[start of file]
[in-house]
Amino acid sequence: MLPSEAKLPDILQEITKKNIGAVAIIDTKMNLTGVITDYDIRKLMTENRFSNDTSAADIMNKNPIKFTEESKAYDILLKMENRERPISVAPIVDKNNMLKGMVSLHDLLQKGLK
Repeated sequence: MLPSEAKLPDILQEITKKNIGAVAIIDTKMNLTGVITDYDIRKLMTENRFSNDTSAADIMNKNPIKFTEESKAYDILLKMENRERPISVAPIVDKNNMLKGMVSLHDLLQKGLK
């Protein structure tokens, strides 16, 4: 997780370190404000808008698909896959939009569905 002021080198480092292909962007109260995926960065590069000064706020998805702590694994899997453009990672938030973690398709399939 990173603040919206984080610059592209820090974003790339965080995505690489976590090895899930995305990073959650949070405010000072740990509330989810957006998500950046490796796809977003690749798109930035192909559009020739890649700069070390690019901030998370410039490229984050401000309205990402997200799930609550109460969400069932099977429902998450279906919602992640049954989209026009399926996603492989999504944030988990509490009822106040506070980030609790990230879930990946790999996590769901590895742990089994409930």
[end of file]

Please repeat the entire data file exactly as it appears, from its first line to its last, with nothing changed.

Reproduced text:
[in-house]
Amino acid sequence: MLPSEAKLPDILQEITKKNIGAVAIIDTKMNLTGVITDYDIRKLMTENRFSNDTSAADIMNKNPIKFTEESKAYDILLKMENRERPISVAPIVDKNNMLKGMVSLHDLLQKGLK
Repeated sequence: MLPSEAKLPDILQEITKKNIGAVAIIDTKMNLTGVITDYDIRKLMTENRFSNDTSAADIMNKNPIKFTEESKAYDILLKMENRERPISVAPIVDKNNMLKGMVSLHDLLQKGLK
């Protein structure tokens, strides 16, 4: 997780370190404000808008698909896959939009569905 002021080198480092292909962007109260995926960065590069000064706020998805702590694994899997453009990672938030973690398709399939 990173603040919206984080610059592209820090974003790339965080995505690489976590090895899930995305990073959650949070405010000072740990509330989810957006998500950046490796796809977003690749798109930035192909559009020739890649700069070390690019901030998370410039490229984050401000309205990402997200799930609550109460969400069932099977429902998450279906919602992640049954989209026009399926996603492989999504944030988990509490009822106040506070980030609790990230879930990946790999996590769901590895742990089994409930």